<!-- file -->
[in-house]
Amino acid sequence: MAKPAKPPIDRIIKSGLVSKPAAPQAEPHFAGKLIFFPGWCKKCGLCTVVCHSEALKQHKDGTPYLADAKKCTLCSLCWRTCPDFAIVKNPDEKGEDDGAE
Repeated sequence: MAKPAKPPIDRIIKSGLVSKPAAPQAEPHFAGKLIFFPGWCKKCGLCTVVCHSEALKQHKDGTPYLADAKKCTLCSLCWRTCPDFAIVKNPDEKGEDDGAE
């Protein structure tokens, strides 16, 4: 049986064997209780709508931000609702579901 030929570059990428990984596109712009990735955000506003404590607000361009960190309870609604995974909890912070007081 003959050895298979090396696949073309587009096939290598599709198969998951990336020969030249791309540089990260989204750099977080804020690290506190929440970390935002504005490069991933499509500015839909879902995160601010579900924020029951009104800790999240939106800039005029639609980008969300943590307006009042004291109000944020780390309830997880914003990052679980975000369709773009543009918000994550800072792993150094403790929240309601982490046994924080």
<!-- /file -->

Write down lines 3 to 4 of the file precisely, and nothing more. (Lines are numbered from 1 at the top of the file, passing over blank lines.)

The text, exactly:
Repeated sequence: MAKPAKPPIDRIIKSGLVSKPAAPQAEPHFAGKLIFFPGWCKKCGLCTVVCHSEALKQHKDGTPYLADAKKCTLCSLCWRTCPDFAIVKNPDEKGEDDGAE
């Protein structure tokens, strides 16, 4: 049986064997209780709508931000609702579901 030929570059990428990984596109712009990735955000506003404590607000361009960190309870609604995974909890912070007081 003959050895298979090396696949073309587009096939290598599709198969998951990336020969030249791309540089990260989204750099977080804020690290506190929440970390935002504005490069991933499509500015839909879902995160601010579900924020029951009104800790999240939106800039005029639609980008969300943590307006009042004291109000944020780390309830997880914003990052679980975000369709773009543009918000994550800072792993150094403790929240309601982490046994924080």